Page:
Valve’s console can run some amazing games and perform incredible feats, but it feels like it doesn’t want you to. There are few tutorials or instructions in the manual, so I mostly relied on watching hours of YouTube tutorials to unlock the Deck’s potential. This meant I could download the Xbox Game Pass app and games from there, as well as the Epic Games Store and games I’d bought (read: those regular freebies) there. These processes are complicated, but doable with enough instruction. The Deck’s native store – not the Steam store – has all the emulators you could ever want, but I think many people could play with the console for years and not know it has a desktop, let alone how to navigate to it.
The Steam Deck is ultimately unapproachable. It’s clever and powerful, but secretive. It doesn’t want you to know that it’s probably the best console for emulation around right now. It doesn’t want you to know that it’s got Firefox installed, or that you can write a whole review in Google Docs on it. But I did.
For all of its problems, there is plenty of good at the heart of the Steam Deck. The twin trackpads feel really precise to use, and the onscreen keyboard that you navigate using both is incredibly clever, surprisingly intuitive, and arguably the only revolutionary thing about the console. Most things it just does better than other consoles, but the trackpads feel new. The triggers feel just as good – solid and weighty in just the right amounts – and the Steam button is a pseudo ctrl key, giving every button, joystick, and trigger multifunctional purpose. It’s a clever addition that further bridges the gap between console and PC, despite the fact that I’d probably prefer a dedicated screenshot button rather than contorting my fingers to Steam+R1 in the midst of a game.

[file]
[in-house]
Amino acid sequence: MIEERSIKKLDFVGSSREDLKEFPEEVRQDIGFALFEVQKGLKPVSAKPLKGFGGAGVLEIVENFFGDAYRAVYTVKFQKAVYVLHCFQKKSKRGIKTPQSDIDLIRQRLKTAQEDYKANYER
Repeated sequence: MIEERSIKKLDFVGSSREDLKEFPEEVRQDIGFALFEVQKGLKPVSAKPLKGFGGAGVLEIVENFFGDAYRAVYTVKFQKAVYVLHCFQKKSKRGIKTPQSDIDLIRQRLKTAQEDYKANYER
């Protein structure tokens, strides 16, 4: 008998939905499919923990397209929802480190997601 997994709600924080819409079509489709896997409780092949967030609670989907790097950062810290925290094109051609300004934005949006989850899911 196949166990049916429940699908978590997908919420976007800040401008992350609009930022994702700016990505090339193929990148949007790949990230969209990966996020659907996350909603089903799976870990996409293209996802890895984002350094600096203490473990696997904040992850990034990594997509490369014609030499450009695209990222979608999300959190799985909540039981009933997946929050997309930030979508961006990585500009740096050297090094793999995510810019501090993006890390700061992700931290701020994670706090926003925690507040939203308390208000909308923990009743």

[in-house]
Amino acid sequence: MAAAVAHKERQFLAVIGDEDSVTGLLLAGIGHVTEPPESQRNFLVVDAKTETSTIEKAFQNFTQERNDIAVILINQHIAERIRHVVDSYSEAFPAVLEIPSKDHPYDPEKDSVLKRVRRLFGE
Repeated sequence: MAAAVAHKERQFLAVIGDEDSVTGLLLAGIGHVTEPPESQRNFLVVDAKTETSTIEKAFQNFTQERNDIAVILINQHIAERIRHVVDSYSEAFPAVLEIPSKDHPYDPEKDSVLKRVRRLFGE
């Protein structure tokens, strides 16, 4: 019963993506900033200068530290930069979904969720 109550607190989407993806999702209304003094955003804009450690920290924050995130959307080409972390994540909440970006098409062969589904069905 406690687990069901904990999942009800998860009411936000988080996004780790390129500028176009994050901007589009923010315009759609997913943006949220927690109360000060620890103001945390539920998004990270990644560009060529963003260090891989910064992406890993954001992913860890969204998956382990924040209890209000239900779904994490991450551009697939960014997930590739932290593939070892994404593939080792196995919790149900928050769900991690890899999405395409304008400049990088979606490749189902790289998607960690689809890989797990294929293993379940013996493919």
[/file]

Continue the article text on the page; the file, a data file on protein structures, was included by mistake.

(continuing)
For the whole time I’ve had the Steam Deck, I’ve been trying to work out if it feels like a desktop PC or a console. Despite its design, it’s definitely nothing like the Switch, and price-wise it’s comparable to the PS5 and Xbox Series X. But it’s not quite got the functionality of a PC; you can’t upgrade its hardware and it needs constant charging for starters. It’s got those PS4 fans that sound like jet engines, it gets hot in your hands, and sometimes you have to squint in text-heavy games: the Steam Deck is Valve’s gaming laptop. It’s big, bulky, and powerful, the hardware is locked down, but you can fiddle with settings for hours and head into the BIOS to set it up on a granular level.
In those ways, the Steam Deck is like building your own computer, tuning it perfectly to play your favourite game with your custom settings. It’s not intuitive, and you’ll likely need some third-party advice to work things out, but after all your tweaking you can play Cyberpunk in bed and The Witcher 3 on the bus. Hell, you can even play Final Fantasy 7 Remake: Intergrade while you’re taking a shit.
For those of you who enjoy getting into the nitty gritty of things, then the Steam Deck will be a good acquisition (if you can nearly always position yourself near a power outlet). I was consistently amazed at how good games looked and how smoothly things ran on such a comparatively small piece of kit. But if you don’t know what a BIOS is when it’s at home, or you don’t have the time to spend watching YouTube tutorials to make the Epic Games Launcher run on your handheld, then it’s probably not for you. I spent most of my time using Steam itself, but even just scratching the surface of emulation and third-party apps left me wanting more. I’ll dive back in proper and get better acquainted with the Desktop soon, but it’ll be a pretty steep learning curve for a man who’s never used Linux before.
The Steam Deck is unintuitive and unapproachable, even for people fairly well versed in PC building and the more technical aspects of gaming. However, Valve is clearly targeting a hardcore audience, and it’s that audience who will get the most out of the handheld’s impressive hardware. For me though, the console’s potential is severely limited by the lack of forethought regarding game optimisation and the lack of instruction to help players make the most of the Deck’s impressive capabilities. There’s a great piece of tech underneath this obtuse UX, and I already hope there’s a Steam Deck 2.0 on the way to give players an easier entry point to a great piece of hardware.
A console was provided by the publisher.